With the retirement last week of former Trail Blazer LaMarcus Aldridge, the conversation quickly turned to whether the team will retire his number.
After all, for a franchise that has won only one championship there is already a lot of laundry hanging in the rafters of Moda Center.
Portland has retired the numbers of 10 players, a coach, an owner and a broadcaster.
The complete list:
(1) Larry Weinberg (team’s first owner)
(13) Dave Twardzik
(14) Lionel Hollins
(15) Larry Steele
(20) Maurice Lucas
(22) Clyde Drexler
(30) Bob Gross
(30) Terry Porter
(32) Bill Walton
(35) Lloyd Neal
(45) Geoff Petrie
(77) Jack Ramsay (coach of title team)
(Microphone) Bill Schonely (broadcaster)
Does Aldridge belong on this list? Well, I believe he does and is sure to have his No. 12 hanging from the ceiling in the arena.
But how does the team decide whose numbers to retire? Who makes that call?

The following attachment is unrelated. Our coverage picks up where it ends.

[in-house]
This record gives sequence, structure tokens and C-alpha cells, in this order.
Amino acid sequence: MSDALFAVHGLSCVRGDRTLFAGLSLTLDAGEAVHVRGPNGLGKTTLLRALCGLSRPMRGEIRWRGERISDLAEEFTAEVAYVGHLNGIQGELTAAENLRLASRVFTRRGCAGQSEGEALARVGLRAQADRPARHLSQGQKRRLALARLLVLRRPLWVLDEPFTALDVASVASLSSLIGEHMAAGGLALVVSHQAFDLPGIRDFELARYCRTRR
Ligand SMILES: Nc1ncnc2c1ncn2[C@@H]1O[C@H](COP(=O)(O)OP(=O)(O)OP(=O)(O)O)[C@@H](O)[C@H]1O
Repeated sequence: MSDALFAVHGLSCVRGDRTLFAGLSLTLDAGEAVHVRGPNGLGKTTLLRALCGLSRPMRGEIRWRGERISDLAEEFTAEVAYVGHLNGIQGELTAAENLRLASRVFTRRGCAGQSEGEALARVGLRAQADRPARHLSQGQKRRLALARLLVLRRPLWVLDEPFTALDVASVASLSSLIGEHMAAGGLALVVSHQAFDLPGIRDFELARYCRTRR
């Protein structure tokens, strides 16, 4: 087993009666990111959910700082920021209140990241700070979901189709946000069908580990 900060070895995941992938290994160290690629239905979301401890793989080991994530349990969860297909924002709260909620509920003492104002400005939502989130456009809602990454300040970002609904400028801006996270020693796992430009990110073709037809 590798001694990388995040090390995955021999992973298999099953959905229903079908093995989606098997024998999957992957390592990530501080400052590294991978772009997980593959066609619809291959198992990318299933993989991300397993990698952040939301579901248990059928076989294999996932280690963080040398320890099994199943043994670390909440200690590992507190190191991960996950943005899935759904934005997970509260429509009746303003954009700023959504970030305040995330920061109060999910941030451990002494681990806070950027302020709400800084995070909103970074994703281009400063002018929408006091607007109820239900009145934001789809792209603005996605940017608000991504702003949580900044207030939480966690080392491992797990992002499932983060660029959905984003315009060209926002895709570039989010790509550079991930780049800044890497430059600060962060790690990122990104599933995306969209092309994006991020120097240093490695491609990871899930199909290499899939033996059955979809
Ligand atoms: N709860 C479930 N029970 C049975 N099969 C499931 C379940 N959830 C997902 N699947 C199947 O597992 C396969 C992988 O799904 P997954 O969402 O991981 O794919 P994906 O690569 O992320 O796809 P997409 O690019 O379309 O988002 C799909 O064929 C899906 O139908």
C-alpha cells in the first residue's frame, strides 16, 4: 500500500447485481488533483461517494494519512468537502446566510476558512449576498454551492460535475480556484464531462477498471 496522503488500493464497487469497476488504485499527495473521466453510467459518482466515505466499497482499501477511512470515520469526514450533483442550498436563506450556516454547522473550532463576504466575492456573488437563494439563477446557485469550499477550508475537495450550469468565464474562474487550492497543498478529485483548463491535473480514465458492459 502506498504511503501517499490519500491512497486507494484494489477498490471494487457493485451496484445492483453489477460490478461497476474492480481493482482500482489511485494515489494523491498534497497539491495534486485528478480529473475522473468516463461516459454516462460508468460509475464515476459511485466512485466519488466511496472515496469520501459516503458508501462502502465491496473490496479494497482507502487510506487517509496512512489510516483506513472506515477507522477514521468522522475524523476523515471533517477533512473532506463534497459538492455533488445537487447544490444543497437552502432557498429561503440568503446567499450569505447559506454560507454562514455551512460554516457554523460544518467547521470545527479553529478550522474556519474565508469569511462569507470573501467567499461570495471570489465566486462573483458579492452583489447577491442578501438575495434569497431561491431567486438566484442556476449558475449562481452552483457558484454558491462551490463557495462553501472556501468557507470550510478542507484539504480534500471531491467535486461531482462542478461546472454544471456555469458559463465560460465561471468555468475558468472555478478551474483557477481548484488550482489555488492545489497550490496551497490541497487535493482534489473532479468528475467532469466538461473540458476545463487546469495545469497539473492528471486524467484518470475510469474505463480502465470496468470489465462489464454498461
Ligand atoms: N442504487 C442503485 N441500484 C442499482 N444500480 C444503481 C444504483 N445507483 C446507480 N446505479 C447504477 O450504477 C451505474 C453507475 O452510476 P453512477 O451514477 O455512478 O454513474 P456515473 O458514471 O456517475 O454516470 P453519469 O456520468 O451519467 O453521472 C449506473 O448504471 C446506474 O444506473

Chris McGowan, president and chief executive officer of the Trail Blazers, says several people weigh in on prospective candidates.
“Every player is case by case,” McGowan said. “And it's an organizational decision. That would be inclusive of Jody (Allen), Neil (Olshey), Burt (Kolde), myself and other key people within the organization.”
Obviously, all teams have a lot to consider when retiring numbers and the criteria probably varies widely between organizations.
Talent is a big part of it, obviously. But team success, length of time spent with the organization, contributions off the court – all of them can be considered in various degrees of importance.
In Portland, for instance, there is no question that players who were a part of the franchise’s only championship in 1977 have been granted more importance.
Aldridge’s time will likely come, though. He spent nine seasons with the Trail Blazers, averaged 19.4 points per game, hardly ever missed a game and contributed frequently off the court.
I’m obviously not a part of the team’s decision-making process, but I’d be shocked if that No. 12 isn’t hanging from the ceiling soon.